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8 min read

Celebrating Moms Who Race: The OCR Journey

Note: This article was first published in 2019 but we like to bring it up from time to time to celebrate the incredible moms we see every day on the course!

To celebrate Mother’s Day we talked to two of our most loved female athletes: two incredible women with very different journeys into OCR, but with one big thing in common, being a Mom who races.

Natalie Miano is an Elite racer, and mother of two boys, and Rose Wetzel also an Elite female, and mother to one girl. Both hail from the USA and started racing in 2014.

Rose Wetzel (left), & Natalie Miano (Right), with Nicole Mericle (Center) at the 2018 OCRWC.

What was your journey into OCR like?

Natalie:

Looking back, my first two years of training for and traveling to OCR races may have been more about affirming my athletic ability and lifestyle I had prior to having kids. My mental and physical state at the time was largely affected by severe sleep deprivation, a stressful and unsupportive work environment, and a late onset of postpartum depression.

Training for OCR gave me small goals to work on every day. There was great sense of accomplishment with each and every little success. It was new and exciting. It got me out of my funk because I didn’t or couldn’t compare my stats to pre-pregnancy abilities. It was incredibly empowering to prove to myself that I could lift heavy things and climb, jump, and crawl like a beast! And it was something I could train for with my babies- at playgrounds and parks and in my backyard. I was the “fun mom” at the park! It was exactly what I needed at a challenging time.

Rose:

Before OCR, I ran middle distance track in high school and college, then dabbled in triathlons and endurance bike rides before settling on track again (and road races, mainly 5ks plus a few half and full marathons) for many years. Once I stumbled into OCR, I got totally hooked!

What were your goals in OCR when you started?

Natalie:

I wanted to race Elite- like not just register Elite… I wanted to be in the hunt for a top ten spot every race. Early goals like being able to do monkey bars, climb a rope, and get through a rig with hanging ropes were really fun to conquer. I still get hung up on difficult rigs, so there is still so much to work on!

Rose:

The first time I raced, I had no idea what to expect. My friend Chad Trammel suggested I try an obstacle course race after I failed to make the U.S. Olympics Trials, so I thought, “Sure, why not?” without any idea of what I was getting into, both race-wise on that day, and life-wise, in how it changed the entire course of my athletic career.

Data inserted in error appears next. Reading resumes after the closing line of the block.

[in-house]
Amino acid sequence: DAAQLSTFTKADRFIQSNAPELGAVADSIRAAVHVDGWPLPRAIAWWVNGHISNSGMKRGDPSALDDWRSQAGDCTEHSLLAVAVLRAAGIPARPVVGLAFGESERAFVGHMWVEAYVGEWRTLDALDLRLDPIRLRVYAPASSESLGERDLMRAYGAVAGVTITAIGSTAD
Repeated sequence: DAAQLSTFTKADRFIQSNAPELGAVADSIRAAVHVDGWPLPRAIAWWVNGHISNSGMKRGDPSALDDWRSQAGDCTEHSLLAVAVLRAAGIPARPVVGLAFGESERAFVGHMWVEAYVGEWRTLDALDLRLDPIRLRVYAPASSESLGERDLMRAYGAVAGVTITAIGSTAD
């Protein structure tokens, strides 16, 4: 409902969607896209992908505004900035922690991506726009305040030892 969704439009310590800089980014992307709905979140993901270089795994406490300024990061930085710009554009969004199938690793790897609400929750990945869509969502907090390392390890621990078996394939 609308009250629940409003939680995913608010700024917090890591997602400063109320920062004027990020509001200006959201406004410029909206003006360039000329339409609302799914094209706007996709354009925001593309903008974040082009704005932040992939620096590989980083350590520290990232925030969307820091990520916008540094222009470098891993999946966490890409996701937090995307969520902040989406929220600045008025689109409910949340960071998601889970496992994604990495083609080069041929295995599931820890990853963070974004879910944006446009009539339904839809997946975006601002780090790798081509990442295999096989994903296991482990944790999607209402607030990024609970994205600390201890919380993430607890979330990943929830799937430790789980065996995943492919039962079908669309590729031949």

What difficulties did you face when you first began running OCR?

Natalie:

Well, for one, I was failing every grip or heavy obstacle. And I wasn’t only getting beat up by the obstacles- often the rugged terrain roughed me up pretty bad. There were a lot of “why am I doing this to my body” moments. But for some reason, they didn’t stop me from getting excited for my next race.

Celebrating moms who race
Natalie Miano at OCRWC 2017, Picture courtesy of OCR Nation.
Rose:

The first time I raced OCR, nobody was in front of me the first half of the race, so I had no idea what to do on some of the obstacles. I remember running up to a big pile of wood next to a pile of cement blocks with chains in them and looking at the volunteer, anxiously asking, “What do I do?!” with fierce competition hot on my heels.

How did pregnancy and childbirth affect your participation in OCR, and sport in general?

Natalie:

I was active before I became pregnant, and I knew I’d be active after. Fitness is a behavior I intend to keep through my lifetime. After becoming a mother, I found that negative body image thoughts that would occasionally creep into my mind and definitely hinder my growth and improvement, were at bay. I rarely look in the mirror and see something I’m not happy with. I’m much more confident in my body and able to be much more performance-driven rather than trying to look a certain way. I am a mom of two- it is what it is- little mom bulges and a softer body are more than welcome after the gift I was given to become a mother!

Rose:

Throughout my pregnancy, I got lucky in that I didn’t have much morning sickness and I ended up being able to run my entire pregnancy. My pace was much slower, of course, but I found ways to stay motivated and stay involved in the community. While I did race an all-out 13 mile OCR while pregnant, I was only a few weeks pregnant and I didn’t know it (though I sure felt extra tired)!

Once I found out I was pregnant, I did one 5 mile OCR at four months pregnant, staying well-hydrated, jogging with a friend, skipping a couple obstacles that just didn’t seem like they would feel good to do. I watched races whenever I could and enjoying cheering on others. I was sidelined, true, but because I always wanted a baby, it was much easier than being sidelined from an injury.

I ran/jogged/walked a half marathon at seven months and did a 200m run the week I was due, partly because I needed goals to stay motivated to work out while pregnant, but partly because I loved getting to line up on a start line with a big smile, feel the wind on my face, and enjoy the community after the race, when people are generally feeling pretty happy and proud of themselves.

Races provide such good energy to be around that even if I wasn’t competing while pregnant, I felt drawn to come out for the 27 OTHER reasons I love racing.

Have your goals changed since you became a mother?

Natalie:

Not really- I have new goals as I’m training for a new sport, but I have a similar zest for chasing down goals. I didn’t intend to water down my goals after becoming a mom. I do, however, put less pressure on myself in general as my priorities have definitely shifted… mom first always. Anything after that is icing on the cake in my mind.

Natalie Miano, her husband, elite racer Mark Batres, and their two children
Rose: